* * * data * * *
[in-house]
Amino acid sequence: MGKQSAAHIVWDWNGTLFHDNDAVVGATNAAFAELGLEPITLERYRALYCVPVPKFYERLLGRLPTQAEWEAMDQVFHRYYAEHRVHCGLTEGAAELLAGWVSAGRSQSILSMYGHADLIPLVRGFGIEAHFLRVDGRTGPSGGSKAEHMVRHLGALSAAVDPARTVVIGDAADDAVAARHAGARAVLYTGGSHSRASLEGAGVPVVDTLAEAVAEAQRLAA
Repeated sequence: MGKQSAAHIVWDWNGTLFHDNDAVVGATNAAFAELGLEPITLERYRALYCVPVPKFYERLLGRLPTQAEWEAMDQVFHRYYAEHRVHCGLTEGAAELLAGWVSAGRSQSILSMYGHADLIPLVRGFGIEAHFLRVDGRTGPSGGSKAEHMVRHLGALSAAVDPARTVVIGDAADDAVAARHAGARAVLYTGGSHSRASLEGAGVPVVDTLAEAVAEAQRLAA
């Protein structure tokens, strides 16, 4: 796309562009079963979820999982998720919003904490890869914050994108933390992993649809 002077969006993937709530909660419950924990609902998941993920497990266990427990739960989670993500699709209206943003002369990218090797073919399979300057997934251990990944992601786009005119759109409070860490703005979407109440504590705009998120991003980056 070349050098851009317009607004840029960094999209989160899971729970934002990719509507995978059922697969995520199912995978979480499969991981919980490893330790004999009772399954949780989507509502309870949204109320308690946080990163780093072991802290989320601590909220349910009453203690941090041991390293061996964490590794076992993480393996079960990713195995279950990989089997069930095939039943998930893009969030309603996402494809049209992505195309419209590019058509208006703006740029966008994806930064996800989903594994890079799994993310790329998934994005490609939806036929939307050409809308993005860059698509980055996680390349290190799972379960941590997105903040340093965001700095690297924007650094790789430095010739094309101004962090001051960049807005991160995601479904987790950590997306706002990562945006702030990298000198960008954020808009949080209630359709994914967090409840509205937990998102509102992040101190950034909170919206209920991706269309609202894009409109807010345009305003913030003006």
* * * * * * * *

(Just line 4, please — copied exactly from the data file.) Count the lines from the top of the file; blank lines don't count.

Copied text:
């Protein structure tokens, strides 16, 4: 796309562009079963979820999982998720919003904490890869914050994108933390992993649809 002077969006993937709530909660419950924990609902998941993920497990266990427990739960989670993500699709209206943003002369990218090797073919399979300057997934251990990944992601786009005119759109409070860490703005979407109440504590705009998120991003980056 070349050098851009317009607004840029960094999209989160899971729970934002990719509507995978059922697969995520199912995978979480499969991981919980490893330790004999009772399954949780989507509502309870949204109320308690946080990163780093072991802290989320601590909220349910009453203690941090041991390293061996964490590794076992993480393996079960990713195995279950990989089997069930095939039943998930893009969030309603996402494809049209992505195309419209590019058509208006703006740029966008994806930064996800989903594994890079799994993310790329998934994005490609939806036929939307050409809308993005860059698509980055996680390349290190799972379960941590997105903040340093965001700095690297924007650094790789430095010739094309101004962090001051960049807005991160995601479904987790950590997306706002990562945006702030990298000198960008954020808009949080209630359709994914967090409840509205937990998102509102992040101190950034909170919206209920991706269309609202894009409109807010345009305003913030003006």